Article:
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Sotheby’s New York Modern Evening Sale

May 16, 2024
An Impressionist painting of haystacks in a field.

Meules à Giverny by Claude Monet

On Wednesday evening, Sotheby’s New York followed up their string of contemporary sales with something a little older. The Modern Evening sale consisted of fifty lots, mostly by nineteenth- and twentieth-century European and North American masters like Pablo Picasso, Mark Rothko, and Henry Moore. However, for months Sotheby’s advertised the expected star of the sale, one of Claude Monet’s haystack paintings. The original haystacks, or meules, is a series of about twenty-five paintings Monet created in 1890 and 1891. The series’ English translation may be a little misleading since the stacks Monet painted are not hay but are likely wheat or some other kind of grain. He painted these stacks repetitively, each time under different conditions to note changes in weather and light. The meules was the first major painting series Monet did, later moving on to Rouen Cathedral and, most famously, the water lilies in his garden. However, the work offered at Sotheby’s was not part of the artist’s original series. Monet returned to the meules every once in a while, creating the present work in 1893. To the best of our knowledge, it is the last time he ever painted the subject. The consigner acquired the painting in 2001, having last sold at Christie’s in 1983 for just $420K. The bidding started rather high at $26 million, slowing down the closer things got to the $30 million estimate. After over six minutes, a bid of $29.8 million was made. The auctioneer, Sotheby’s Europe chairman Oliver Barker, stayed there for nearly two minutes before the winning $30 million ($34.8 million w/p) bid finally came in; making it the third most valuable of Monet’s meules paintings ever sold at auction.

A surrealist dream sequence with the titular figure in the middle dressed in red robes.

Les Distractions de Dagobert by Leonora Carrington

Next up was a far more modern work by the British surrealist Leonora Carrington. Les Distractions de Dagobert was created in 1945 when Carrington was experimenting with different materials, which is why Carrington created it with egg tempera paint on a piece of masonite. The painting mainly consists of a pale figure in red robes at the center of the painting, the titular Dagobert, surrounded by his “distractions”, representing the four classical elements of earth, air, fire, and water. It was previously owned by the Pierre Matisse Gallery and was last sold at auction in 1995, selling for $430K hammer. On Wednesday evening, Les Distractions de Dagobert eventually exceeded its $18 million high estimate, with the hammer coming down on $24.5 million (or $28.48 million w/p).

In third place at Sotheby’s was Le Banquet by René Magritte. Magritte created several versions of this particular subject, with the work offered at Sotheby’s omitting the stone wall present in the others. The main motif remains the same, showing a red sunset with the sun disc in front of the trees. In the painting, Magritte presents what Sotheby’s refers to as a “subversion of the fundamental properties of nature”, a theme present in many of his other works, most notably L’Empire des Lumières. Estimated to sell for between $15 million and $20 million, the Magritte sold for $15.5 million (or $18.14 million w/p).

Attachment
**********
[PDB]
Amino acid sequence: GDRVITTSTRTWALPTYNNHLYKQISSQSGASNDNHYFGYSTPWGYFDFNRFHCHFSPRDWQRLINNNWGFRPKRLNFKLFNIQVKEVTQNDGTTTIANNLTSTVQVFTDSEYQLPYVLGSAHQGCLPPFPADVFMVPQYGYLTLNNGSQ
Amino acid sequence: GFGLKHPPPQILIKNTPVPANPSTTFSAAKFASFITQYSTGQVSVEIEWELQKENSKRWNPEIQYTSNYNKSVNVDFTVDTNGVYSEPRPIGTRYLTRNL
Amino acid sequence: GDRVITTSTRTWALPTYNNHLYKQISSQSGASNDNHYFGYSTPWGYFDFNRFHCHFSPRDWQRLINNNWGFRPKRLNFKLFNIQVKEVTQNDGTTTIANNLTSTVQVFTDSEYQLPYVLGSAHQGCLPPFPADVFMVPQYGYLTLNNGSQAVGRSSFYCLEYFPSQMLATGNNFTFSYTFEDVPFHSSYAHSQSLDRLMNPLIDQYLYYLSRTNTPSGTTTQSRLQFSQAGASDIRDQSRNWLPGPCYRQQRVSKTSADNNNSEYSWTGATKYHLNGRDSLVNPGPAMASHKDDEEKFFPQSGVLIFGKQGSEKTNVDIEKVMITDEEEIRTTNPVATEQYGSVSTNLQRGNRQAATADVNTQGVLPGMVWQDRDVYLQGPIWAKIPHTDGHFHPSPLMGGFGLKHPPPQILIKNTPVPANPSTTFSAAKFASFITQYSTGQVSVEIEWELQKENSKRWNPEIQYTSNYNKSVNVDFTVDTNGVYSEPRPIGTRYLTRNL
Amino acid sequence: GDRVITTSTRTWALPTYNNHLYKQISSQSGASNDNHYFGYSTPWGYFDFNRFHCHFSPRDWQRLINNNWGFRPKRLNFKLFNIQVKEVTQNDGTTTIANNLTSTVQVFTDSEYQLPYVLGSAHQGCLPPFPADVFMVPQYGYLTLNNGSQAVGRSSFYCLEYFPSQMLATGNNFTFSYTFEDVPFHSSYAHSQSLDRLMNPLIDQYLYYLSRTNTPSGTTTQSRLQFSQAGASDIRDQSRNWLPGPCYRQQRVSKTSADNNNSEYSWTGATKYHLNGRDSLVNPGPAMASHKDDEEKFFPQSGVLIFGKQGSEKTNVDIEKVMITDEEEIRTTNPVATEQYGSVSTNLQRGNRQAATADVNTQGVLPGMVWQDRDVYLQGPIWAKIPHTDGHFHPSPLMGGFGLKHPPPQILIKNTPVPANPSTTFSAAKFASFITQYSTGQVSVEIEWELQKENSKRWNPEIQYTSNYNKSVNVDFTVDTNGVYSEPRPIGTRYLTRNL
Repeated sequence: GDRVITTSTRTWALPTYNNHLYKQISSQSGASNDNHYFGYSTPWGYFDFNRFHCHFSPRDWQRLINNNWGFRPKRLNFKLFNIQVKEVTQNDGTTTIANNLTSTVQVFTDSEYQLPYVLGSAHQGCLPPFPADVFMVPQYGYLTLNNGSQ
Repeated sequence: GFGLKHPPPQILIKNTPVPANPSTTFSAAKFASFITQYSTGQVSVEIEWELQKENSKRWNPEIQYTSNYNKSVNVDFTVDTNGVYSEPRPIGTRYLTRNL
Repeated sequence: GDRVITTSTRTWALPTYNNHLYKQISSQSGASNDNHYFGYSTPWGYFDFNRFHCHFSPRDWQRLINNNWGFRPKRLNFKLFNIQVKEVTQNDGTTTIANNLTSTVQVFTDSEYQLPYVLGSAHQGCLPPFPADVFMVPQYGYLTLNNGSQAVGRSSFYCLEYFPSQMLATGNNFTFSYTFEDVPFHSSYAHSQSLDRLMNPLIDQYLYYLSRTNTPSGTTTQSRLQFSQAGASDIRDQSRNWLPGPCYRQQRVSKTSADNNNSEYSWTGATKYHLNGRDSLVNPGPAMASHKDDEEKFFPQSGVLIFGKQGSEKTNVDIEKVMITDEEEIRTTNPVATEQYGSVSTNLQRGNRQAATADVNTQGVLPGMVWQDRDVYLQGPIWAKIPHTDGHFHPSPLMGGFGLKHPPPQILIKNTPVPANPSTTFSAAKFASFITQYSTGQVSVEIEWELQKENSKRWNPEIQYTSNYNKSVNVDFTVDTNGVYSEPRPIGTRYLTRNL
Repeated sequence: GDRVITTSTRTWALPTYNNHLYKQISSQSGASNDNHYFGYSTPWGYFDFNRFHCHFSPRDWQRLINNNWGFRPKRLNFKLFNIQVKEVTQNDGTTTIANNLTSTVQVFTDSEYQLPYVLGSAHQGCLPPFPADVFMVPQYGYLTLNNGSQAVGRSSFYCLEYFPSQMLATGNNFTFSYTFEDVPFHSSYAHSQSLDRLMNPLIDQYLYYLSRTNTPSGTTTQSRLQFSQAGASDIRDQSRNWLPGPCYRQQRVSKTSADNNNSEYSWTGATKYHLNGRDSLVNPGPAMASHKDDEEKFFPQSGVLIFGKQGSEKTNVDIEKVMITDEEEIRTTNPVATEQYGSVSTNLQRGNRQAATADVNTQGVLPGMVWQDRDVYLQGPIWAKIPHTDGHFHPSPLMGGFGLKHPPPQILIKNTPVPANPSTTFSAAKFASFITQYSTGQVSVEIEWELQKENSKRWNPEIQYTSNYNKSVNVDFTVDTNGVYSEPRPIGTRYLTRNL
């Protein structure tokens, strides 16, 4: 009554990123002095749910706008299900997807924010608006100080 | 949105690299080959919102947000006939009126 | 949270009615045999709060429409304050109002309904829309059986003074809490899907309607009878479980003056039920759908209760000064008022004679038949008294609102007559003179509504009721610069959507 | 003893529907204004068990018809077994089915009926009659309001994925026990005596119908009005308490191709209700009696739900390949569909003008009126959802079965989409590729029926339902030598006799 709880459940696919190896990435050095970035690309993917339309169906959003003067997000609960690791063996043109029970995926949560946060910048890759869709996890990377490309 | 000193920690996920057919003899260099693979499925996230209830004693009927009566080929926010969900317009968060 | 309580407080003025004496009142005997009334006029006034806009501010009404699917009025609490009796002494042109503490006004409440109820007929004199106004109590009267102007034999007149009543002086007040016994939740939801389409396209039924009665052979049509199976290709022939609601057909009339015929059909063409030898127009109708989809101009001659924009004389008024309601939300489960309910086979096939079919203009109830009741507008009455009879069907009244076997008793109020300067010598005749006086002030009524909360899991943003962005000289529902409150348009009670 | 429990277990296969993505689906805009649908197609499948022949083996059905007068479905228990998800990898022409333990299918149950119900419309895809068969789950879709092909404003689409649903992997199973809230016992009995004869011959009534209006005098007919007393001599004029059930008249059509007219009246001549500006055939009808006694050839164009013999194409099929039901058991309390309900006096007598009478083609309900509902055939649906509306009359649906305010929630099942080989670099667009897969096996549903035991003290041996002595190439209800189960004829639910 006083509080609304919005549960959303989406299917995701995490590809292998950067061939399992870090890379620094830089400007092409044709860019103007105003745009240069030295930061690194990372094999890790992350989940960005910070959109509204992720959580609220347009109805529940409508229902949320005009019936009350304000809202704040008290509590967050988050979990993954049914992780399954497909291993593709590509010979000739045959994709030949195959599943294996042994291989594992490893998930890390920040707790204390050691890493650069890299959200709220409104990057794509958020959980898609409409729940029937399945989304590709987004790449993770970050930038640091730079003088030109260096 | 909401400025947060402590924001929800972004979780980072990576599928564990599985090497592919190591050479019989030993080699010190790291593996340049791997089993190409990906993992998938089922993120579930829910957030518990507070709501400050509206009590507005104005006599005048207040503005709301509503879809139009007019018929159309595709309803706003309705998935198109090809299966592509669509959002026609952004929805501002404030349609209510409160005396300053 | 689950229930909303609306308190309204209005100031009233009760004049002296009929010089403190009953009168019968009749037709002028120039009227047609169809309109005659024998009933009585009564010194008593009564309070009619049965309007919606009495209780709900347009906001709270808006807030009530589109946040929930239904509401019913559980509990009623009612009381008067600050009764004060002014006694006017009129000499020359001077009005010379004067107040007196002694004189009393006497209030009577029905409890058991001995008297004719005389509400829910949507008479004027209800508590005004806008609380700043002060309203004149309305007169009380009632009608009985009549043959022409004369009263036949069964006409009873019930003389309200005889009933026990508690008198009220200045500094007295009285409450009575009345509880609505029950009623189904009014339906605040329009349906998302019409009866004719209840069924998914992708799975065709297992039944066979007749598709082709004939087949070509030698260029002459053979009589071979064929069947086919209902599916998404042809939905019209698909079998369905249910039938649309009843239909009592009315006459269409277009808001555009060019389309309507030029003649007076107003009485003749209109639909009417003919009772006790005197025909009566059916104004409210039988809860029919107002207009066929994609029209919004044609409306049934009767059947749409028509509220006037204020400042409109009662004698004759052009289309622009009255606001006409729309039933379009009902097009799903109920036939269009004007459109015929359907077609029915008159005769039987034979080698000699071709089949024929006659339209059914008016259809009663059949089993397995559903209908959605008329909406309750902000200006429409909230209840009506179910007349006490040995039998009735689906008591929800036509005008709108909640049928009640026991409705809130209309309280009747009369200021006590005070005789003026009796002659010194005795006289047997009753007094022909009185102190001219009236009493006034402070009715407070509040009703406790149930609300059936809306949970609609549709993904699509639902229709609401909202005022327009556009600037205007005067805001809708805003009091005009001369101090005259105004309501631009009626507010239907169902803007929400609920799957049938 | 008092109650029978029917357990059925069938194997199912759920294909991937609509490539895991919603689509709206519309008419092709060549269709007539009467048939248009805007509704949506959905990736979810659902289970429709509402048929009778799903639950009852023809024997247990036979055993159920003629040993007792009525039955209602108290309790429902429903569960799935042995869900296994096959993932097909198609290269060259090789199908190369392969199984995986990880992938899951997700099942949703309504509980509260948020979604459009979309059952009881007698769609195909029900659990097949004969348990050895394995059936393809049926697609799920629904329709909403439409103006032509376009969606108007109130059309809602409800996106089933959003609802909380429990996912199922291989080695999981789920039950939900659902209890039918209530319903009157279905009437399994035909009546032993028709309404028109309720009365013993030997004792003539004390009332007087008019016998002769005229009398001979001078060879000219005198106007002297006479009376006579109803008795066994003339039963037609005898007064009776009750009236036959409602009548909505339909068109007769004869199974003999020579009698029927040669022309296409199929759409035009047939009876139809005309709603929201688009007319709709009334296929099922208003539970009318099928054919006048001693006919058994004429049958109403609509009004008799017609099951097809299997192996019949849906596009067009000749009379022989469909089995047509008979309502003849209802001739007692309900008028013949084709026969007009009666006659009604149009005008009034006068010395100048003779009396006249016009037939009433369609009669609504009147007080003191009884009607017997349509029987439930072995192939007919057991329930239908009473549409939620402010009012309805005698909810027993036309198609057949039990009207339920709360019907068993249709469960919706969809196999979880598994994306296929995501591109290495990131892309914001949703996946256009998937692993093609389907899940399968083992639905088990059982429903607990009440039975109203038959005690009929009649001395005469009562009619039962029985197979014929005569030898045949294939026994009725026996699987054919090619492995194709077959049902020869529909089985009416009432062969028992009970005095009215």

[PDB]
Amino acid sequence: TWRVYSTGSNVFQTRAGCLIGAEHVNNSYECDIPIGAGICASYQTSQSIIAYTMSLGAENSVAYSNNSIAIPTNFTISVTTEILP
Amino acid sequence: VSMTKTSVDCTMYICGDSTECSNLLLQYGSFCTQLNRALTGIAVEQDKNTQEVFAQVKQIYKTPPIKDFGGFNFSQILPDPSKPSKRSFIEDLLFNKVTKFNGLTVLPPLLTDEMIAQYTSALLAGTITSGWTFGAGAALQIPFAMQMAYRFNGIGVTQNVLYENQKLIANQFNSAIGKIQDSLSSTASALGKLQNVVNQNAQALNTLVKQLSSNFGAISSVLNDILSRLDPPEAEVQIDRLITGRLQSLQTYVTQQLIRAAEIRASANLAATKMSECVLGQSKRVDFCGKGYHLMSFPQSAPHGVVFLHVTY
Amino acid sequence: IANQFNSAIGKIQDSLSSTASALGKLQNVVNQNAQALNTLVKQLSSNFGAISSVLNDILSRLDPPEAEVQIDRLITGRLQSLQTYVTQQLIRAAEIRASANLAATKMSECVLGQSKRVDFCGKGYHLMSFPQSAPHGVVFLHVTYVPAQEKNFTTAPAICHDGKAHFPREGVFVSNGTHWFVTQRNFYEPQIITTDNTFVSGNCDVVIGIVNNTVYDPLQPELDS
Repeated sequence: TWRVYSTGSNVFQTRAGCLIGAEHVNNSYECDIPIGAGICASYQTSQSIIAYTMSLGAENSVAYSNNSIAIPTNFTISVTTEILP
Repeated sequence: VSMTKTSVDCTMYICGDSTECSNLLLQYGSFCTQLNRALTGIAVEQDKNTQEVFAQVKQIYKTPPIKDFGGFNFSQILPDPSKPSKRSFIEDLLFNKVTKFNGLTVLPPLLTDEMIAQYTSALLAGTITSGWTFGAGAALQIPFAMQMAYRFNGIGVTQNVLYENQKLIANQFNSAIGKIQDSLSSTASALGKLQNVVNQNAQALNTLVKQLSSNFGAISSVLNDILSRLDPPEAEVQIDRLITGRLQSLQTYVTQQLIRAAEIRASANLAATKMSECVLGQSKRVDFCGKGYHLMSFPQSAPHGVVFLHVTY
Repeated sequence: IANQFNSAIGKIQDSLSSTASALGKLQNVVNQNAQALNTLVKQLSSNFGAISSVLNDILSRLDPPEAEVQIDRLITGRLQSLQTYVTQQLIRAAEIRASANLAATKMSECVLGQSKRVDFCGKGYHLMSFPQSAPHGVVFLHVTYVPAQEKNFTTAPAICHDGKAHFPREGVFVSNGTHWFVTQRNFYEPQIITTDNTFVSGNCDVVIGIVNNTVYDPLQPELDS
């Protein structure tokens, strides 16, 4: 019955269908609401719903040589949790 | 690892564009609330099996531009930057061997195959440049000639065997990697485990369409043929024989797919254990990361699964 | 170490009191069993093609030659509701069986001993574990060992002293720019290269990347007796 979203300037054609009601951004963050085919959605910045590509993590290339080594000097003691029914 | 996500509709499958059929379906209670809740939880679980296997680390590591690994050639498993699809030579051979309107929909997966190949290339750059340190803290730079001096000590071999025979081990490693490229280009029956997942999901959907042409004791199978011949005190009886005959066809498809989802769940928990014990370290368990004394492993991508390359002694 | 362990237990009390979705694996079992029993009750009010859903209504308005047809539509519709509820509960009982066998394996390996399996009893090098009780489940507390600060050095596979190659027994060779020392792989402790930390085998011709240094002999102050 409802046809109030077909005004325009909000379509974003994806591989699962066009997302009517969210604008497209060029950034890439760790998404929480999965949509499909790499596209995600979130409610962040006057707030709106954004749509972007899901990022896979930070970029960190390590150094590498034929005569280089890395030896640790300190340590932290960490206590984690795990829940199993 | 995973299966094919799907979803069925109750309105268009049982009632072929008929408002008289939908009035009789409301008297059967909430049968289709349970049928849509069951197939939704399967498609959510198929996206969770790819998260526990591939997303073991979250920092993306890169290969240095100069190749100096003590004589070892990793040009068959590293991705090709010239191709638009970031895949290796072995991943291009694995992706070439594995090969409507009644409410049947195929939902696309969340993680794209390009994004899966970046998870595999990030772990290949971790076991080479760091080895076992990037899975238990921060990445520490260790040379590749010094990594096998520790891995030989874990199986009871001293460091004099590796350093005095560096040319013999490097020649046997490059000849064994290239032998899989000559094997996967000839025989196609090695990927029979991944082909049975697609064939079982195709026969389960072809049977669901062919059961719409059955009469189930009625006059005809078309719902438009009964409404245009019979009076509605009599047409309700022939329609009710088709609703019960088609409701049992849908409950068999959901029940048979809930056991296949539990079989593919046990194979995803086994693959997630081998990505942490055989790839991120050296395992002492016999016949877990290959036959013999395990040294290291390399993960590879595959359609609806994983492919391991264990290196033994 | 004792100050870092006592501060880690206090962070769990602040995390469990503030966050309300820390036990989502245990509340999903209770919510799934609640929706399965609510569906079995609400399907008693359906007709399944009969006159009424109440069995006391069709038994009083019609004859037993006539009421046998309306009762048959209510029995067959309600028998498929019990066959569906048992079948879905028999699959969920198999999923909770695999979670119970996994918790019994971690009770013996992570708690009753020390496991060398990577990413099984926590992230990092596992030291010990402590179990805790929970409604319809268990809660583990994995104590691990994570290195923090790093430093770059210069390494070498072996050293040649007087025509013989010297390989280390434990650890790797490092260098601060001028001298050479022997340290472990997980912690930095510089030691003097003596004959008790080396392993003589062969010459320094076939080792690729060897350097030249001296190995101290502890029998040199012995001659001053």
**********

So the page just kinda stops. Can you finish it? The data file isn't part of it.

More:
A surrealist landscape showing a red sunset but with the sun disc in front of the treeline.

Le Banquet by René Magritte

Overall, the sale was very successful. However, that isn’t terribly surprising since two-thirds of the lots, including the top three, were guaranteed. Throughout the evening, a small handful of surprises crossed the block. Immediately before the Carrington, there was a work by her Spanish contemporary Remedios Varo. Esquiador (Viajero) was estimated to sell for no more than $1.5 million, yet ended up hammering at $3.4 million (or $4.17 million w/p). Then, towards the end of the evening, Pierre Bonnard’s 1925 oil painting Nu s’habillant was meant to sell for no more than $1.2 million. With a provenance that includes Galerie Bernheim-Jeune and Henry Ford II, I guess it’s unsurprising that it achieved slightly more than double its high estimate, going for $2.5 million (or $3.1 million w/p). However, there were one or two slight disappointments along with the surprises. Most notably, a 1941 abstract portrait by Pablo Picasso entitled Femme au chapeau was predicted by Sotheby’s to sell for at least $6 million. The bidding got up to $5.5 million before everything ground to a halt. The painting’s reserve went unmet, and it went unsold.

Despite the Picasso going unsold, Sotheby’s had a rather successful night. Out of fifty lots, twenty-four sold within their estimates, giving Sotheby’s specialists a 48% accuracy rate. Seventeen (34%) sold below estimate, while seven (14%) sold above. Only two lots (4%) went unsold. Against a total presale estimate range of $180.9 million and $250.7 million, Sotheby’s Modern Evening sale achieved $198 million (or $235 million w/p).